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The Advantages of Using a Credit Card

Alexis O'Connell

Are you taking advantage of your credit cards?

Some people worry about the security and spending risks associated with using credit cards, but the perks of disciplined card use are plenty.

We spoke with John Ulzheimer, Credit Expert at CreditSesame.com, to learn how to get rewards, to raise your credit score, and to simplify budgeting with your credit card.

Confront Your Credit Card Fears

Before digging into the benefits, a quick backtrack to common credit card fears: decreased security and increased expenses.

Ulzheimer says these worries are misconceptions. “The Fair Credit Billing Act caps your liability for credit card fraud to no more than $50, and the 4 major credit card networks (Amex, Visa, Discover, MasterCard) have zero fraud liability policies.” In other words, credit card owners would be reimbursed for any fraudulent activity.

As for increased expenses, “credit card use only has a cost if the cardholder chooses a card that has an annual fee and/or they choose to carry a balance from one month to the next and incur interest fees,” Ulzheimer explains. Choose a card with no annual fee and pay your bills on time, and your credit card won’t cost anything.

Get Rewarded for Spending Money

Certainly you’d like to get paid for spending money.

Credit card rewards aren’t quite that simple, but navigating your credit card use correctly can yield some sweet returns. Ulzheimer explains that the most popular rewards come in the form of airline miles, cash back, and point-accruing cards.

  • For the traveler, “Airline mile rewards can be used to purchase airline tickets or upgrade from a coach to a first class seat,” Ulzheimer says. Hello, reclining seats.
  • Cash lovers can redeem cash back rewards in the form of a check or gift cards to certain stores.
  • If you’re into multiplying your reward, “points cards allow the user to accrue points normally at the rate of one to two points per dollar spent on the card.” Then, users can redeem their points for cash or gift cards.
  • Other, less popular reward categories, like gas rebate cards and retirement savings, allow you to get specific with where your rewards go.

Each card has a different rewards system. Find one that aligns with your interests and needs.

Build Your Credit Score with Plastic

Plastic might not suffice in construction, but it certainly helps you build up your credit score.

Ulzheimer confirms that “just having a credit card in good standing is good for your credit score.” Using your card responsibly further the positive impact. Stick to these credit card guidelines for best results:

  • Keep a low balance relative to the card’s credit limit. “Shoot to keep your balance to no more than 10% of the card’s credit limit,” Ulzheimer advises.
  • Pay all of your bills on time. Not only will you avoid hefty interest fees, you’ll also ensure that your credit card is helping—rather than hindering—your credit score.
  • Avoid opening and closing credit card accounts frequently.

The perks of a good credit score breed new perks. A higher credit score can lead to savings and advantages down the road, including lower interest rates on loans and larger purchases and better car insurance rates.

Budget Better With Your Credit Card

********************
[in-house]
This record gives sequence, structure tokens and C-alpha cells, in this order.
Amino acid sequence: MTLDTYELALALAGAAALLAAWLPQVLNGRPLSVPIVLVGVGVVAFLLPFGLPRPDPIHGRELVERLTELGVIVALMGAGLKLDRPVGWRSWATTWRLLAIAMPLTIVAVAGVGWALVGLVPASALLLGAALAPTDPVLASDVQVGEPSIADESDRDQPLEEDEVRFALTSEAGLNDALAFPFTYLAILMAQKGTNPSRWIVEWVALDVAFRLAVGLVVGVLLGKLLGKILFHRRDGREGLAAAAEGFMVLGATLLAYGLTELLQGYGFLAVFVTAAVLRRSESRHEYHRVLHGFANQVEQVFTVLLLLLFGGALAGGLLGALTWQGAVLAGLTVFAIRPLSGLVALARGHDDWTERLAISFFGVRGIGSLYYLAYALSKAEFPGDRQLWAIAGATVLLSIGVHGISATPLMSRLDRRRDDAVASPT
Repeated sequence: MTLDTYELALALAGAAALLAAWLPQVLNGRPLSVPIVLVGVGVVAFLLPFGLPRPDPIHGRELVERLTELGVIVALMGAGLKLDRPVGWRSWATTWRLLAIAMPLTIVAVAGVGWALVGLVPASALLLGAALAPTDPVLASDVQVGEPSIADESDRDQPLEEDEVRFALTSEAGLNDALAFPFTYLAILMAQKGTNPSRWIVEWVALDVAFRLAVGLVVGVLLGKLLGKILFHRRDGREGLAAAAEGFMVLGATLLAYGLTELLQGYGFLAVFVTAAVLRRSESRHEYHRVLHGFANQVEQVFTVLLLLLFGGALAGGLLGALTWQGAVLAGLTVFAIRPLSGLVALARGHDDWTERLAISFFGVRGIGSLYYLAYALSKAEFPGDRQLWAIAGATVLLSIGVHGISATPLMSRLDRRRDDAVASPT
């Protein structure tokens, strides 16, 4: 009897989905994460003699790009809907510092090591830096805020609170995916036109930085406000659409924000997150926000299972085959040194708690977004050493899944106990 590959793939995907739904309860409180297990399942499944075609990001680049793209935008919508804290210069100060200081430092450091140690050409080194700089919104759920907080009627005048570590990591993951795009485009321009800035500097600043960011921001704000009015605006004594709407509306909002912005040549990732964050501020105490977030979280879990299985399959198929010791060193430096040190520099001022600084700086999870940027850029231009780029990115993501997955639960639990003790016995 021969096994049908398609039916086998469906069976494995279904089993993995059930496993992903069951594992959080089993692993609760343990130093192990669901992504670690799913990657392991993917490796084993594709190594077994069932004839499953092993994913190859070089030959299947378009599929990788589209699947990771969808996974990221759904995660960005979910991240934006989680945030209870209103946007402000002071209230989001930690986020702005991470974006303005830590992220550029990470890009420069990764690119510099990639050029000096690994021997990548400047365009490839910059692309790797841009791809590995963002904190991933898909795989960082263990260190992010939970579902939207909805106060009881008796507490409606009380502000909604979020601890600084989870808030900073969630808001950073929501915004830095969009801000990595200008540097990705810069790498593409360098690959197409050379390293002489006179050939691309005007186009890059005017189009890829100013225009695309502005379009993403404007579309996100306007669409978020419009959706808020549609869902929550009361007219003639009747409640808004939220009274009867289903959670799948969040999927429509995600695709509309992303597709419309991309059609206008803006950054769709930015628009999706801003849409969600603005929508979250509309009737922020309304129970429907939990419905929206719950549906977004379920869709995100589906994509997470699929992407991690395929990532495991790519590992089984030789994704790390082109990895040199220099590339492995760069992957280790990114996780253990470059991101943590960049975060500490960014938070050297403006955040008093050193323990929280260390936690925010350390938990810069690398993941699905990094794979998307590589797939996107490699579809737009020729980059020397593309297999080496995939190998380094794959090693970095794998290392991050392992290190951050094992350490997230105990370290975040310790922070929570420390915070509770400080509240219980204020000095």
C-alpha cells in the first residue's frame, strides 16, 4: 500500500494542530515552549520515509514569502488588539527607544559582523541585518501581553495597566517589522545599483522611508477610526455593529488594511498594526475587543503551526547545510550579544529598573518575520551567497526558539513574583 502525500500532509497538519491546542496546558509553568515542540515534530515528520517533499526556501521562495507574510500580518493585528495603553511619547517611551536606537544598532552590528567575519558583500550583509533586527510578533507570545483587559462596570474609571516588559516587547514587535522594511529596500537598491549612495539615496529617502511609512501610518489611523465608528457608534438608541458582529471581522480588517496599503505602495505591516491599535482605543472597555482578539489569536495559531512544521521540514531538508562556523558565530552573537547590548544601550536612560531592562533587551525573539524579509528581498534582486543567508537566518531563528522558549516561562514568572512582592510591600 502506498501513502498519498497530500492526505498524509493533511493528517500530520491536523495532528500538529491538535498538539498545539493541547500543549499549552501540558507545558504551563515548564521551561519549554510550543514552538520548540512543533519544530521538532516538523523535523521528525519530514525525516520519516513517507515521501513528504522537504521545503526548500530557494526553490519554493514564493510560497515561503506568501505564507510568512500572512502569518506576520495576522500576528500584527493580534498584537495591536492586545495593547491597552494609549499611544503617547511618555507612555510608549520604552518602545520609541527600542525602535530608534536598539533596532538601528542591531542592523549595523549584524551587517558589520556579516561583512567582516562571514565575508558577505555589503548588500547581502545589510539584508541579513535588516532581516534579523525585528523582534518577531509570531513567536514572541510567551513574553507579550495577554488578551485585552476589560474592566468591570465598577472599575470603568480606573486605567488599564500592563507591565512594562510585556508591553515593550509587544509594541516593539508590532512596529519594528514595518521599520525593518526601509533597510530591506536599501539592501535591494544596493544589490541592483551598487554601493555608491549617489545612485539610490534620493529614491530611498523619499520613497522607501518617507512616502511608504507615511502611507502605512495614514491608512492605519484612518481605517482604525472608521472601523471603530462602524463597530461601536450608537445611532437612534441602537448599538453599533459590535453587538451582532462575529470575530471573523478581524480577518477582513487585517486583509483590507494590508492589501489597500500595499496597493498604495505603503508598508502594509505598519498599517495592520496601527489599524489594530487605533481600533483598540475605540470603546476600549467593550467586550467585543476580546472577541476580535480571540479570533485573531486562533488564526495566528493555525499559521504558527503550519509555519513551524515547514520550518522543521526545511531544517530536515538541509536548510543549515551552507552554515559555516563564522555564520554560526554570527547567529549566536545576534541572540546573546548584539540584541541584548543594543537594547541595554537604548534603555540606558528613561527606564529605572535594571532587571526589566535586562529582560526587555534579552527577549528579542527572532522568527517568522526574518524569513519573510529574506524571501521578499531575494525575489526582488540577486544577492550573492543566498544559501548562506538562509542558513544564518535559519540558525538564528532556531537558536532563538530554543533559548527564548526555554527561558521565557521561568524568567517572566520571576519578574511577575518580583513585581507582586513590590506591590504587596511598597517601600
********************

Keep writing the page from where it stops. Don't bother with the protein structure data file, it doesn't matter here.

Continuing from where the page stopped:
If you’ve been keeping up with the EverQuote posts about money management and saving money, you know that budgeting is key to financial health.

Some people swear by the envelope budgeting method. But the advantage and convenience of carrying a credit card paired with the close documentation of all of your purchases can make budgeting work for those who aren’t committed to cash.

Since all of your purchases will be recorded on your bill, a credit card offers increased insight into where your money is going. Online account management makes it easy to download your transactions into a document that you can manipulate for your budgeting needs.

Ulzheimer points out the additional budgeting help that comes with a card: “Many credit card issuers also offer simplified statements, spending alerts, and payment reminder alerts.” Automation helps you stick with your budget.

Look to Your Card for Unlikely Insurance

Ulzheimer notes that the terms of use of your credit card agreement outline all of your card’s benefits, which often includes unexpected insurance coverage.  “Unfortunately most people don't read their credit card agreement so they're not familiar with all of their card's perks and therefore cannot fully leverage its benefits.”

Depending on your card, you may be covered for the following:

  • Travel accident insurance and baggage protection
  • Car rental insurance
  • Warranty extensions
  • Trip cancellation insurance
  • Roadside assistance

Read the fine print so that you know when and where to use your card. The coverage will only apply if you used that company’s card when you bought the item or service (for example, when buying a flight). Credit card companies offer these benefits as an incentive to use their card over another company's.

Ulzheimer concludes that “credit cards offer what other methods of payment cannot...portable capacity in a low cost (or no cost) and fully secure form, that also help you to establish and maintain solid credit reports and credit scores.”

If you’re prone to overspending, or if you’ve let a tempting credit line drag you into a sea of debt, sticking with cash and debit might be best. But if you can spend responsibly, use the plastic and take advantage of its perks.